CHAPEL HILL — The Elon University women’s lacrosse team dug a hole that proved too deep to climb out of Friday afternoon; falling to the University of Virginia 11-9 in the first round of the NCAA Tournament in Chapel Hill.
In the fourth-year program’s first-ever NCAA Tournament appearance, Elon saw the Cavaliers burst out of the gates at the beginning, scoring the first four goals of the match, including two on counterattacks. Head coach Josh Hexter felt that the offense’s 14-minute scoreless drought to open the game hurt the Phoenix on the defensive end.
“I was surprised that it was 4-0, especially because I think our defense was really good,” Hexter said. “They got a couple easy ones on us. Had we been taking care of business on the offensive side, it would be a totally different game, but we didn’t do that in the first half. We were too jammed up and in each other’s way.”
Elon senior goalie Rachel Ramirez, who saved seven shots, added, “They were quick getting down, and we needed to adjust. We did a pretty good job at adjusting after that 4-0 lapse. I think we played great defense, we just gave them more opportunities than we would have liked.”
Junior attacker Nicole Sinacori put Elon on the board with 15:44 left in the first half, finding space in front to beat Virginia junior goalkeeper Rachel Vander Kolk. The teams then proceeded to go another 11 minutes scoreless until they traded goals before the half, with sophomore midfielder Jacie Cooper finding the back of the net for Elon.
Virginia started the half well again by scoring three goals in seven minutes to build the lead as high as six goals. Two of the goals came off of yellow cards, including one that Hexter felt should have been called the other way.
“At the end of the first half, [Godfrey] got shoved to the ground, but there was no call,” Hexter said. “And then she ends up with a yellow. That turn of events right there — we have to come out a man down and they scored — kind of started a ripple effect, and they got three easy ones really fast. That no-call was a turning point, for sure.”
Down 8-2, Hexter said Elon felt its offense was “too clogged up” in the first half, but was proud of the team’s adjustment at halftime.
“In the second half, we went with a bit of a different game plan that we haven’t run all year,” Hexter said. “For them to come out and adjust and play like that was really fantastic. I was really proud of them for being able to morph into a new offense and have the courage to keep battling the way they did. It was great.”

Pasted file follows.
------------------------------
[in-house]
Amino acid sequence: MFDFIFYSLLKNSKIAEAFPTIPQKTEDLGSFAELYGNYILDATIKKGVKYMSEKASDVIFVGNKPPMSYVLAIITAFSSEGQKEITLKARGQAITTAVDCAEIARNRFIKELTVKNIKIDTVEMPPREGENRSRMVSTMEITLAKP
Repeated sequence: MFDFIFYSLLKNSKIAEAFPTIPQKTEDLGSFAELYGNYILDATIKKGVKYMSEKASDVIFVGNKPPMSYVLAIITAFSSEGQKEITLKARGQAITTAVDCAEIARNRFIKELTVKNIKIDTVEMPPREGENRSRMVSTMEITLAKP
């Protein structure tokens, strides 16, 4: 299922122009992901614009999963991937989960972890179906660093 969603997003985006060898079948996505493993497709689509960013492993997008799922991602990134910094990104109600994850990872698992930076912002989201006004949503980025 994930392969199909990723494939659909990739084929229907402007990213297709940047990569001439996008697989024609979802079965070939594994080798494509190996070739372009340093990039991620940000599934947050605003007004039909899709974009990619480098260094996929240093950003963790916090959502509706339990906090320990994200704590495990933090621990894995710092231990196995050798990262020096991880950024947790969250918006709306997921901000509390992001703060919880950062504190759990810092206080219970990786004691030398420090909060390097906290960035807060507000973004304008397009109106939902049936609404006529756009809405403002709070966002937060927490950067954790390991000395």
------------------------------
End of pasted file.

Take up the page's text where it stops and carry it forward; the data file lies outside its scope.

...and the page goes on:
But Elon cut the lead back down to three with two goals from Cooper, completing her first career hat trick, and two goals from junior midfielder Shelby Scanlin, making the game 9-6 with 9:12 left.
Elon gained possession back after Scanlin’s second goal, but Virginia scored on the counterattack again to stop the Phoenix’s run. The Cavaliers added their 11th goal with 6:44 left with its fourth free position goal in six tries.
Elon kept fighting, scoring the final three goals of the match, but couldn’t complete the comeback. Cooper was still proud of the team’s attempt.
“I would say that the early deficit wasn’t really what we wanted, but I felt it shows a lot of character to fight back and get it within two in the end,” Cooper said. “We just waited a little too long.”
The loss ends the best season in the Phoenix’s short history, finishing with a 13-7 record and three wins over ranked opponents. It also marks the end of the careers of Elon’s inaugural class of four-year seniors like Ramirez, who has played all but 71 minutes in net in the history of the program.
“Coming in here as a freshman, with no program and building it up was great,” Ramirez said. “Josh put all his faith in me and believed I could do it. It’s been a great time. It’s been a great ride, and I couldn’t be happier with where I left this program. I left my legacy and gave it all I could, so I’m happy.”
Even though Elon “didn’t get the result we wanted today, Hexter couldn’t help but express his pride in his senior class after the conclusion of their final game.
“It’s a lot. It’s a lot because you feel for them,” Hexter said. “There was no trying to pitch anything to them — they wanted that challenge. We had kids who were excited to climb that mountain, and they just kept climbing more mountains every day. And here we are."
“But these seniors, my goodness. You can’t put the emotion into words of how proud we are of them, how thankful we are for them, and how Elon University is thankful to them for coming here and building us into what we are.”